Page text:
Spark plug recommendations. | Ford Explorer Forums - Serious Explorations

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Spark plug recommendations.


New Member
April 14, 2011
Reaction score
City, State
Melbourne, Victoria
Year, Model & Trim Level
2002 XLT
Hi all, new member and enjoying the threads. Can anyone tell me the best spark plugs for a 4.0 lt V6 2002 and the best way to change them. Also what sort of fuel econ should I be getting. Ltr/100km please, don't get miles and gallons.:australia:australia I've had the car for 3 years and it seems to be getting worst. Mechanic said change the plugs.

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whoa how is Melbourne, Victoria in the uk?

Melbourne Australia. Not the UK. But it's going well over here, starting to get cold with winter moving in but she'll be right.

summers approaching here and allready with had some good weather. what i mean is the post has been moved into the uk section outside your zone, he may of had too many drinks to move it here.

As we don't have many 2002 explorers here. I don't think many UK owners can help you. But I'll move your post to the stock 2002 Explorer section so that you should get some answers.

Use only original Motorcraft plugs in these, they do not seem to well with aftermarket plugs.

Be sure to inspect the plugs when you pull them for clues as to why the plugs are thought to be the culprit. I'm assuming that you have no CELs?

Most folks here will tell you that the 4.0 gets very little better mileage than the 4.6L.

My 4.6L got 15.9 mpg when we lived on the mainland, and took long trips which got the mileage up.

However, here it averages 15.4 mpg, with 95% of that being on surface roads/city streets and no long trips (obviously).

Those are in standard, not imperial gallons. :thumbsup:

Looking forward to sharing a few pints with you blokes later this summer in Sydney.

Plugs: Motorcraft. Why consider aftermarket when the factory ones last 100k miles (160000km or something haha)?

There are lots of other things to contribute to degrading fuel economy... have you recently (or ever) changed the fuel filter? Air filter?

engine was calibrated with Motorcraft plugs, no marketing gimmick either, stick with them imho.

I agree with the motorcraft.

However I would like to repeat a question I ask all the time in posts like this: RHETORICALLY asking:

If you even REMOTELY are concerned about fuel economy/costs of use, WHY would you install a part that with extended mileage (ie Platinum/Irridium/ Un-obtainium Plugs)? there is no calibration for the coil pack to know the resistence of the various plug materials, the variance is THAT small.

Especially when for 1/2 the cost you can install a good old fashioned Copper plug, maintain them @ a 15-20K interval, like in old days, & have a picture window view of what is going on inside the engine?

I get why the OE's do it: to increase the service life of the PLUG, to lock you into the more/most expensive Service interval before the 100K warranty expires! this is the ONLY benefit to special plug materials. Tested, proven, time & again. Platinum does NOTHING for performance. Irridium, nothing (actually worse over time), and all the other fancy electrode designs, materials etc all for plug life, not performance.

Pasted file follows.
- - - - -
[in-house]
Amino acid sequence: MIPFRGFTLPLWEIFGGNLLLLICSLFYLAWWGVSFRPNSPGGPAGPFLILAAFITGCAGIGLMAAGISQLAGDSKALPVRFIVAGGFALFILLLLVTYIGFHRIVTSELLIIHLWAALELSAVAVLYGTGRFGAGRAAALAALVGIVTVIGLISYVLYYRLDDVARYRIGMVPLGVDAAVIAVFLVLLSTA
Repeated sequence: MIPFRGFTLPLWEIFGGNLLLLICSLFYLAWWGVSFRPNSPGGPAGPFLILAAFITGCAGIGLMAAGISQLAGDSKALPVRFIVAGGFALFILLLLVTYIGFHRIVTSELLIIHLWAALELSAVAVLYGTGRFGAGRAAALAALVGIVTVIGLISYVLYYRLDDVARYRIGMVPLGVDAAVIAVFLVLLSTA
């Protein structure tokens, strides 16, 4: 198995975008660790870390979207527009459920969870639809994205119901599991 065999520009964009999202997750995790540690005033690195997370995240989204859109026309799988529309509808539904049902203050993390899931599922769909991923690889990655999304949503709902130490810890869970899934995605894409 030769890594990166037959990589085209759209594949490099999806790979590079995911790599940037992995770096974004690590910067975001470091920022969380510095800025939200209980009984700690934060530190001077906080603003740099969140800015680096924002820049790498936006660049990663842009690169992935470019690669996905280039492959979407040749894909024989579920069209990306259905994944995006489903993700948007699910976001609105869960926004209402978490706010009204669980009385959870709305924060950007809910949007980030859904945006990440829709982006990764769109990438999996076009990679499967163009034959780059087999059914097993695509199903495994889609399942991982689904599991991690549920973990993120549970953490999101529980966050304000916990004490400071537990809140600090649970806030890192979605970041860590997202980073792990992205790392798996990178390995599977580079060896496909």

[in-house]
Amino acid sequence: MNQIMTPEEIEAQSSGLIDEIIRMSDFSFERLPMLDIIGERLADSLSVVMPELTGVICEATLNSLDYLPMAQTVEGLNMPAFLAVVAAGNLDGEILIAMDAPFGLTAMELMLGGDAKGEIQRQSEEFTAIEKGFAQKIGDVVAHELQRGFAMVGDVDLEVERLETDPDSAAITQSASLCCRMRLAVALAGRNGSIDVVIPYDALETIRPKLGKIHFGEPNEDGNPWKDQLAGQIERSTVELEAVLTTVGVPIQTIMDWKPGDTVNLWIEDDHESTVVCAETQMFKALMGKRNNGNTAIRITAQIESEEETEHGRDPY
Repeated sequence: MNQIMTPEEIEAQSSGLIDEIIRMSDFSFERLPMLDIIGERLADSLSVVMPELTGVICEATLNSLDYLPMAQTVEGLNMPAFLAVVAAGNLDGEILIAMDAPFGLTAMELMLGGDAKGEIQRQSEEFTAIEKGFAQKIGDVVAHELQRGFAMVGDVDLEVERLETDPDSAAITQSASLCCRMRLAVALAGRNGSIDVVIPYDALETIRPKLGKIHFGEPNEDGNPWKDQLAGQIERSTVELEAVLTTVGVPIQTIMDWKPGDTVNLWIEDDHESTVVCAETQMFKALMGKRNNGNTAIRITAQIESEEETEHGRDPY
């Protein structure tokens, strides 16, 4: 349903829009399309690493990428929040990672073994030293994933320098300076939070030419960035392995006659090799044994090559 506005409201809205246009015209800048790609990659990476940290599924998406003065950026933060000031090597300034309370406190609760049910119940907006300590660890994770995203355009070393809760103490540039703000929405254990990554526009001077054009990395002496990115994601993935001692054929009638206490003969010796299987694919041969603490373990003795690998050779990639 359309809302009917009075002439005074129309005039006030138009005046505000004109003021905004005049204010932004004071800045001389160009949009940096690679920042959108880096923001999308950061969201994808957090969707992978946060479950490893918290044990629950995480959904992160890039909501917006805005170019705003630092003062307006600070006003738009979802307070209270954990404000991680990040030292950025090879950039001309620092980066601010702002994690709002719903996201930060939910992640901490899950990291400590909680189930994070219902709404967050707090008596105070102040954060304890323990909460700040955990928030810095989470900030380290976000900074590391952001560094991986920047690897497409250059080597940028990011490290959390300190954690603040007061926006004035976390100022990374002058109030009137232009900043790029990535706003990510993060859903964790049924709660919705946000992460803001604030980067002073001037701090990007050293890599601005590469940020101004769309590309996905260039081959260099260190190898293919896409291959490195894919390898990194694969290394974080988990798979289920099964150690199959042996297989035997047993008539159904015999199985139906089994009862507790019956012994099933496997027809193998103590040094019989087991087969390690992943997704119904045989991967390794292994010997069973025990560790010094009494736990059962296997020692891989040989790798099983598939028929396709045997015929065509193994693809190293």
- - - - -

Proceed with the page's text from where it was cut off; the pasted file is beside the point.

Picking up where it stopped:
ANY gain found from a plug change (performance, HP-TQ or MPG) is from the plug replacement, NOT the materials or construction type.

Just tossing back out there to digest. Motorcraft copper plugs or NGK's if O'reilly is out of the FoMoCo at the time. Changed at 15K. Inspect the plugs, look for anything odd.

I will never understand the ostrich in the sand approach to vehicle maintenance. especially when the 3.0, 4.0. & SOHC 4.6 are so damn easy to change plugs on. Heck even the 4.6 DOHC in the Aviator & the Adreniline are not THAT hard...


I concur with Rob on most points. There seems to be no performance gains in $$$ plugs. Most competitive racing teams use regular plugs. Synthetic oil, YES. splitfire plugs, NO.
Auto makers utilize means to keep the comparative costs of maintenance as low as possible

Heck I wish I could find it... there was a Pit Picture of one of the E3-diamond-fire whatever team's between round thrash from 2009 or 2010 that was circulating a while ago...

the mechanic/tech was gapping AUTOLITE spark plugs!! In the pits! with people watching...

I will be first to admit I have found the limits of my beloved FoMoCo plugs in my 5.0 builds... I've actually done some spark plug testing, on a chassis dyno. Drove the car to the dyno test, 60 mile drive plugs had 3-5,000 on them. cooled the car dyno'ed the car. Cooled the car, put in fresh FoMoCo plugs, same range/same part #. Ran the dyno test... picked up 3hp 2tq at the wheels with fresh plugs. That is what everyone claims with fancy plugs. then we cooled the car again, put in identical heat range NGK, regular copper "v-power" off the shelf plugs. No other changes, laid down another 7hp & 4ft, if memory serves me. Had I reached the limits of the FoMoCo design with all of my aftermarket iginition parts & the original "balance" was no more? Good arguement.

The car was one of my Mustang II's with an EFI 306cid, TFS aluminum heads, Cobra Cam & 1.7 rockers, Cobra intake, PMS piggy-back programming, MSD billet distributor, Taylor wires, MSD coil, etc etc etc... a very typical n/a SEFI small block. 350ish to the rear wheels through a 5 speed.

The old adage "the dyno doesn't lie" may or may not hold true.

I've witnessed in person tests on '04-up S/C Cobra's changing just OE plugs for Irridium, other platinum, & even E3's.... other than the A/F going all over the place, no real change... other than the initial fresh plug jump.


ps: mechanic, thanks for having my back on a typically defensive topic.